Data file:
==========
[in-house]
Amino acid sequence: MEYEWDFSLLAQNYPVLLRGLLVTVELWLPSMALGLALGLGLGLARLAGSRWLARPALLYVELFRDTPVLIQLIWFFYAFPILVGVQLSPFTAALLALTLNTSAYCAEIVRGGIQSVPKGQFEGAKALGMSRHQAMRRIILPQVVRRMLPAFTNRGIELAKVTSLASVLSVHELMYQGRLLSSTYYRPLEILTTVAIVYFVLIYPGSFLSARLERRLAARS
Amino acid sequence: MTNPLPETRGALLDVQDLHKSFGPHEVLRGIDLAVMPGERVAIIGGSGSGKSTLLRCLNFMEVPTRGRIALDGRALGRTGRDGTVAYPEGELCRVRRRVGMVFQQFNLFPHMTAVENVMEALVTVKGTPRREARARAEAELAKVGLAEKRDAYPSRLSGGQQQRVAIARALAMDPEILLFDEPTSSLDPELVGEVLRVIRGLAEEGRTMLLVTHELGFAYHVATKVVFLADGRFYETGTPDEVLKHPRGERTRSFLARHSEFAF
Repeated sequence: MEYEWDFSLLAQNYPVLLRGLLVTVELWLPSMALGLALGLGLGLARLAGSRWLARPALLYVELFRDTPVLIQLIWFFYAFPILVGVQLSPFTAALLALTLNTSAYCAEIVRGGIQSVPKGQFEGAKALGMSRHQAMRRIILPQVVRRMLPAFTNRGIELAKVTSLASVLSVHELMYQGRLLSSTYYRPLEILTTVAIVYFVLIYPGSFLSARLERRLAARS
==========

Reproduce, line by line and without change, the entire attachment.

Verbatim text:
[in-house]
Amino acid sequence: MEYEWDFSLLAQNYPVLLRGLLVTVELWLPSMALGLALGLGLGLARLAGSRWLARPALLYVELFRDTPVLIQLIWFFYAFPILVGVQLSPFTAALLALTLNTSAYCAEIVRGGIQSVPKGQFEGAKALGMSRHQAMRRIILPQVVRRMLPAFTNRGIELAKVTSLASVLSVHELMYQGRLLSSTYYRPLEILTTVAIVYFVLIYPGSFLSARLERRLAARS
Amino acid sequence: MTNPLPETRGALLDVQDLHKSFGPHEVLRGIDLAVMPGERVAIIGGSGSGKSTLLRCLNFMEVPTRGRIALDGRALGRTGRDGTVAYPEGELCRVRRRVGMVFQQFNLFPHMTAVENVMEALVTVKGTPRREARARAEAELAKVGLAEKRDAYPSRLSGGQQQRVAIARALAMDPEILLFDEPTSSLDPELVGEVLRVIRGLAEEGRTMLLVTHELGFAYHVATKVVFLADGRFYETGTPDEVLKHPRGERTRSFLARHSEFAF
Repeated sequence: MEYEWDFSLLAQNYPVLLRGLLVTVELWLPSMALGLALGLGLGLARLAGSRWLARPALLYVELFRDTPVLIQLIWFFYAFPILVGVQLSPFTAALLALTLNTSAYCAEIVRGGIQSVPKGQFEGAKALGMSRHQAMRRIILPQVVRRMLPAFTNRGIELAKVTSLASVLSVHELMYQGRLLSSTYYRPLEILTTVAIVYFVLIYPGSFLSARLERRLAARS